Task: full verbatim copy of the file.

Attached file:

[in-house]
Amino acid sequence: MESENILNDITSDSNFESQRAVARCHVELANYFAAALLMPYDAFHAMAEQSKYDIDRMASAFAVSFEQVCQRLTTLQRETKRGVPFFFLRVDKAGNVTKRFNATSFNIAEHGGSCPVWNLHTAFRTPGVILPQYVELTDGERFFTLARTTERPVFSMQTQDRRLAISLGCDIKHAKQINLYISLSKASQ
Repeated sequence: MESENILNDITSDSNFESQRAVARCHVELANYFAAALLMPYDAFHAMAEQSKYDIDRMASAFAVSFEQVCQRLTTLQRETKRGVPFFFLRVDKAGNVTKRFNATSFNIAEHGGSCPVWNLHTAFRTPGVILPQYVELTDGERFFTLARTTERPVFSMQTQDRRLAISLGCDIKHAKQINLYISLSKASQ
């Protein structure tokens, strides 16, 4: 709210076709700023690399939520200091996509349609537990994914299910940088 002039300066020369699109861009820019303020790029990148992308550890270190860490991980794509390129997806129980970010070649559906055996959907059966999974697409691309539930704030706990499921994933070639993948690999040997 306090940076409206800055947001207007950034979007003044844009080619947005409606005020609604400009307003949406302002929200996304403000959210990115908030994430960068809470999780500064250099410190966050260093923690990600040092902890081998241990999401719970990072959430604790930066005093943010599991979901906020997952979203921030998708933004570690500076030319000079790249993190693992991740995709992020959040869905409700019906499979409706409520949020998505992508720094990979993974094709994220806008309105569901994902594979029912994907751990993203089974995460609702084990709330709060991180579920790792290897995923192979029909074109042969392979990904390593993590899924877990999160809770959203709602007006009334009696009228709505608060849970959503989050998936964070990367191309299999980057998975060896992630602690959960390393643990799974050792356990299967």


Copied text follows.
[in-house]
Amino acid sequence: MESENILNDITSDSNFESQRAVARCHVELANYFAAALLMPYDAFHAMAEQSKYDIDRMASAFAVSFEQVCQRLTTLQRETKRGVPFFFLRVDKAGNVTKRFNATSFNIAEHGGSCPVWNLHTAFRTPGVILPQYVELTDGERFFTLARTTERPVFSMQTQDRRLAISLGCDIKHAKQINLYISLSKASQ
Repeated sequence: MESENILNDITSDSNFESQRAVARCHVELANYFAAALLMPYDAFHAMAEQSKYDIDRMASAFAVSFEQVCQRLTTLQRETKRGVPFFFLRVDKAGNVTKRFNATSFNIAEHGGSCPVWNLHTAFRTPGVILPQYVELTDGERFFTLARTTERPVFSMQTQDRRLAISLGCDIKHAKQINLYISLSKASQ
């Protein structure tokens, strides 16, 4: 709210076709700023690399939520200091996509349609537990994914299910940088 002039300066020369699109861009820019303020790029990148992308550890270190860490991980794509390129997806129980970010070649559906055996959907059966999974697409691309539930704030706990499921994933070639993948690999040997 306090940076409206800055947001207007950034979007003044844009080619947005409606005020609604400009307003949406302002929200996304403000959210990115908030994430960068809470999780500064250099410190966050260093923690990600040092902890081998241990999401719970990072959430604790930066005093943010599991979901906020997952979203921030998708933004570690500076030319000079790249993190693992991740995709992020959040869905409700019906499979409706409520949020998505992508720094990979993974094709994220806008309105569901994902594979029912994907751990993203089974995460609702084990709330709060991180579920790792290897995923192979029909074109042969392979990904390593993590899924877990999160809770959203709602007006009334009696009228709505608060849970959503989050998936964070990367191309299999980057998975060896992630602690959960390393643990799974050792356990299967």